I’ve been involved in bitcoin since it had it’s last bubble in 2011. I did the whole “Bitcoin Mining” thing with tons of GPUs and Linux setups. Did I make a ton of cash off the new gigantic change in value? No. I could’ve, but unfortunately I did not. I also haven’t lost anything in Bitcoin to date.
Bitcoin in general, is most similar to what is called a “Penny Stock”. These types of stocks can swing wildly and are the opposite of conservative investments. The only way to “invest” in bitcoin is with money you don’t mind losing, it’s still very much in its infancy.
It seems like people always think oh boy free bitcoins let’s all go mine.
First of all what mining does is maintain the cryptography of the Bitcoin network. You are basically brute forcing the network to find an answer based off the difficulty. If you find the answer you are given a reward. The reward is halved every so often. When I started mining it was 50 BTC. Due to the difficulty being so high, bitcoin mining pools were formed so all the hashing power could be combined and then distributed out based on how much power you contributed to finding the solution. GPUs (Graphics processors like ATi/AMD Radeons, specifically) were found to be much more efficient than CPUs for breaking cryptography.
I’m here to tell you mining is a pain. I did it for about 6 – 7 months in 2011. I had a 6990 and 6x HD5830′s. I still had trouble getting it to cover electricity costs at some points. Granted, I sat on the bitcoins for a long time till the price went up and then sold so the video cards, electricity and computer hardware were all paid off. Would I do it again? No.
Keeping machines up and mining is not all that easy to be perfectly honest. The new ASIC miners are the only things I’d really mess with these days, but really I’ve completely lost interest in mining. If you want to mine, go ahead just realize it isn’t all that easy and it’s not really much fun once you get past the idea of playing with expensive hardware. There’s lots of people that would mine even if they were going negative, just like there’s lots of people that do the other distributed computing projects for free. (Folding@Home, etc)
If you could just set it and forget it, then yea, the ROI isn’t really that bad for the investment cost, but in general with computer hardware you can’t just forget it. You have to monitor it. Now, there are interesting ways to monitor it, but you also have to deal with the heat that these things push out. All in all, unless you’re running a data center I don’t think it’s really that great of an idea.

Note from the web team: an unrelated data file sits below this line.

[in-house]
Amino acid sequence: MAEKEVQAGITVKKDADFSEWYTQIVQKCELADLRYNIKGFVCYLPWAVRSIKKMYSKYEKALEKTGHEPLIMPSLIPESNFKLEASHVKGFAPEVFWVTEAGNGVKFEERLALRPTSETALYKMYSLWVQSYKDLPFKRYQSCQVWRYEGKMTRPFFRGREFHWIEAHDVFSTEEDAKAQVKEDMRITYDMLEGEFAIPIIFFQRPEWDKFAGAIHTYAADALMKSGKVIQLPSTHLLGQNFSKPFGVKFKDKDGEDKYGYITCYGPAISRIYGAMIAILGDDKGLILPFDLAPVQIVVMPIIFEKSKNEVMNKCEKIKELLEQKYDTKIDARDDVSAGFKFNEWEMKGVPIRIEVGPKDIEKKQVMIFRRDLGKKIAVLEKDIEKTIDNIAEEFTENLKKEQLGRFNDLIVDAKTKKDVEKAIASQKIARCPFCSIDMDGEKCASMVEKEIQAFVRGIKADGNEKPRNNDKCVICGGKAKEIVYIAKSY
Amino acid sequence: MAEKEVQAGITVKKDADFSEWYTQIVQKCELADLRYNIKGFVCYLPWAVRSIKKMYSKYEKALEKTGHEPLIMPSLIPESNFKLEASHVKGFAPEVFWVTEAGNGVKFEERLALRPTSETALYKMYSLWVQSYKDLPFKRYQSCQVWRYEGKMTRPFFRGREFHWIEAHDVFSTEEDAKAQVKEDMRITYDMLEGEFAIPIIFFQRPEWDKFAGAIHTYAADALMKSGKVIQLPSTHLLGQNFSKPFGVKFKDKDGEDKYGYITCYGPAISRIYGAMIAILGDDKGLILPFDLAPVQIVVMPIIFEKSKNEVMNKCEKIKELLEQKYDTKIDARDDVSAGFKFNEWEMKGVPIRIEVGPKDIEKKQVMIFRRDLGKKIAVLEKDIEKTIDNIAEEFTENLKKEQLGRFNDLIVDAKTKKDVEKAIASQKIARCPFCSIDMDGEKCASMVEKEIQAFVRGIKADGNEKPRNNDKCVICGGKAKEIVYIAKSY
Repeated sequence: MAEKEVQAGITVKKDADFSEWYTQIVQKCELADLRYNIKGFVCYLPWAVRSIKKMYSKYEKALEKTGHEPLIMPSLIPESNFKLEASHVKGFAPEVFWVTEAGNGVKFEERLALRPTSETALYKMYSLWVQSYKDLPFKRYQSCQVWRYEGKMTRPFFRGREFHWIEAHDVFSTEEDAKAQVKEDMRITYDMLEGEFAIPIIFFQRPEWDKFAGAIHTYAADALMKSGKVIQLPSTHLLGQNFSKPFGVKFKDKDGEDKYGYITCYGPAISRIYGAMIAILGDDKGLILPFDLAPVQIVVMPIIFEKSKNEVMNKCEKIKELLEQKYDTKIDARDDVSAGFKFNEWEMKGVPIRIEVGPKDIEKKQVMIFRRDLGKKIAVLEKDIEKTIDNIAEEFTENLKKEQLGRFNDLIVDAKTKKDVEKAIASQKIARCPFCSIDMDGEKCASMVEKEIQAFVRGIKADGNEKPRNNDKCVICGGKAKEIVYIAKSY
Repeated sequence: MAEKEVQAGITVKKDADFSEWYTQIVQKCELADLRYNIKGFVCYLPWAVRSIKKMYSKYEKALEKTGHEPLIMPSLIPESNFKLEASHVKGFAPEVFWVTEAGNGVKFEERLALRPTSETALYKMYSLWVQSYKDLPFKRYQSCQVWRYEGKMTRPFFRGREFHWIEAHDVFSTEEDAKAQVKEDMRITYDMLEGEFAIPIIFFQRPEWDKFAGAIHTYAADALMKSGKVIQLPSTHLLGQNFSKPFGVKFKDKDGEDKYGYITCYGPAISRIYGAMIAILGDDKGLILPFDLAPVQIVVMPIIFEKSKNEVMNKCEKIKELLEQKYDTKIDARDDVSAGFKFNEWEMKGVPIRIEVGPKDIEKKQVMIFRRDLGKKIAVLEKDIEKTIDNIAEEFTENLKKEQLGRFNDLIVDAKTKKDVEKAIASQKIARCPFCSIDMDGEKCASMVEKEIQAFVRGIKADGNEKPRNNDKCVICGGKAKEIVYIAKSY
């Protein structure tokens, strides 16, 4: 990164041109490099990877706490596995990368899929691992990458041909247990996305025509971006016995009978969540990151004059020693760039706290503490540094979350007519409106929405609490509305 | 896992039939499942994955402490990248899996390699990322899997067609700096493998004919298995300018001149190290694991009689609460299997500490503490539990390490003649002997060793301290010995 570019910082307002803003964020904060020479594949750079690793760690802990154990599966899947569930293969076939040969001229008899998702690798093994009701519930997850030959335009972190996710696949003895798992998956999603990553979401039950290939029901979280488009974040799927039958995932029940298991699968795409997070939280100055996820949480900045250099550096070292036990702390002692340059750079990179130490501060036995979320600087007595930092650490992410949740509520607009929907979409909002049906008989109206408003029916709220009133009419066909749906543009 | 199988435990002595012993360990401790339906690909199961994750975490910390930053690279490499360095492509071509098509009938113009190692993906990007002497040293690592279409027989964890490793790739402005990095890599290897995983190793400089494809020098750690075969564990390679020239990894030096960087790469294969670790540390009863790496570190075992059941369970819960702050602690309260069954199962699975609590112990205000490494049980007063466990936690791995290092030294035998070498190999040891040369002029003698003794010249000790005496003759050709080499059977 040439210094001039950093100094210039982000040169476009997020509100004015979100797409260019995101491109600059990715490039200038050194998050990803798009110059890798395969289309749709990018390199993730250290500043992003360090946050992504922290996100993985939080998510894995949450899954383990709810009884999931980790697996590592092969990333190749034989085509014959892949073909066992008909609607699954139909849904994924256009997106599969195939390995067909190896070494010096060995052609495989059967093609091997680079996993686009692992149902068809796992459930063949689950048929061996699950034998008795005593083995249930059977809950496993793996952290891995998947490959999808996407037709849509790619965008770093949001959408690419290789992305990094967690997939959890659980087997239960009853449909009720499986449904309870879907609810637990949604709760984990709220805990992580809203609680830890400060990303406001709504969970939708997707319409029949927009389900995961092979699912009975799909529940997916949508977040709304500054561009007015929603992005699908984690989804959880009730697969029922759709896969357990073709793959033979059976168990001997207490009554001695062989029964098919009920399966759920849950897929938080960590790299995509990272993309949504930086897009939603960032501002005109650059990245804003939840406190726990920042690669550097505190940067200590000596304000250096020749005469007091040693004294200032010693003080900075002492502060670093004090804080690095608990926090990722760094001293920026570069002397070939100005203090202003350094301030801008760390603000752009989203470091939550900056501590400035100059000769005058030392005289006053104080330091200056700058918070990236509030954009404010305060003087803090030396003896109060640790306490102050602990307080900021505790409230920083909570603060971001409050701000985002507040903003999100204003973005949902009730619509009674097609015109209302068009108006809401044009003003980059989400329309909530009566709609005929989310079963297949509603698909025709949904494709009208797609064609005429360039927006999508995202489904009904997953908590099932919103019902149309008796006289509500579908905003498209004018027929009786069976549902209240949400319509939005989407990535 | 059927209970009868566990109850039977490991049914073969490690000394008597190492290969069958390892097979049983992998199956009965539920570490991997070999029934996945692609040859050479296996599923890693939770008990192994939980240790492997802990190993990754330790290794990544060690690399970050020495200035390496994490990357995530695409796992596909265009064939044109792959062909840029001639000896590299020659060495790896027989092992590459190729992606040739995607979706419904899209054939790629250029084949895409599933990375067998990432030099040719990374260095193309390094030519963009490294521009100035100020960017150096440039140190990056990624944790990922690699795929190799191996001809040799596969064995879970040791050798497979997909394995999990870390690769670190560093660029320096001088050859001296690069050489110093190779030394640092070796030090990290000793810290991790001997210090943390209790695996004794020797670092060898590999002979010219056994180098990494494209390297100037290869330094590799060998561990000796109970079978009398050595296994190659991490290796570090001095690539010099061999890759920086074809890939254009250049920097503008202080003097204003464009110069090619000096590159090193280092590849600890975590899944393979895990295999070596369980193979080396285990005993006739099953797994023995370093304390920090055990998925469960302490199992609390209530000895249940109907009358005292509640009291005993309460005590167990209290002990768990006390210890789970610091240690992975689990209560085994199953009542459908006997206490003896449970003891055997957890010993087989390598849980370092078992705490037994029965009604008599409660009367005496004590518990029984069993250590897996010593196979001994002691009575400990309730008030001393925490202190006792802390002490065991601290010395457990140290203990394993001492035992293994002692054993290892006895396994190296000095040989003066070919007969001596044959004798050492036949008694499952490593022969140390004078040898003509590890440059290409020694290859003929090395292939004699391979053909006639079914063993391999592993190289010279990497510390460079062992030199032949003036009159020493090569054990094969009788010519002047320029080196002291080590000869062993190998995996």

Here’s my main issues with Bitcoin as it is today:
1. It’s hard to buy.
You have to link a bank account and go through ACH transfers, plus you have to go through new verifications on Mt.Gox and other exchanges.
Why is it this way?
Well, the way the USD currency network is setup things can be reversed. With bitcoin, it can’t be reversed. Once you have bitcoin in your wallet, it’s yours. Think about it as having paper dollars in a wallet, if you give it to someone, it’s gone. The same principles apply to bitcoin, only it’s electronic and can be sent long distances.
2. Value swings.
Now, you might think, well this is why people are buying it. They want to make a lot of money off bitcoin. Well that doesn’t really make a good currency, now does it? The Dollar, even though it loses value consistently, at least day to day it stays relatively stable. That means that if you plan to purchase something in the next few months in general the item is going to cost the same or only a little bit more. With bitcoin, who knows what the value is going to be in a month or two the item could cost you 20x more or 20x less in a few months.
Now, if Bitcoin gets big enough, and I think this will only happen if issue number 1 is fixed, this problem will largely go away. In the mean time, you have to keep dollars in an exchange, buy bitcoins right when you want to buy something or send money and the receiver has to exchange it immediately for their local currency or else they might lose a bunch of money.
Now, with banks, credit cards and such, money is insured or can be reversed. Having a pile of bitcoins sitting around is the same idea as having a bunch of USD under your bed. Granted, you can use various encryption methods and make copies to send around all over the place, but what normal user is going to want to go through this? There are new programs like the Armory, but largely I still don’t see a “normal” person using things like this.
If you don’t understand what I’m talking about here then stay away from Bitcoin, it’s not for you. If you’re a tech geek then sure, you probably can jump through all the hoops and use this currency, I know I did even when it was much less developed. Is it a revolutionary piece of technology? Really only time will tell. I would guess that either A. Bitcoin will get much more mature and products/services will launch making it very easy for the normal person to get and use or B. Another currency will come out that allows the average person to easily use it. Until i see joe blow down the street using bitcoin, it has not gone “mainstream”.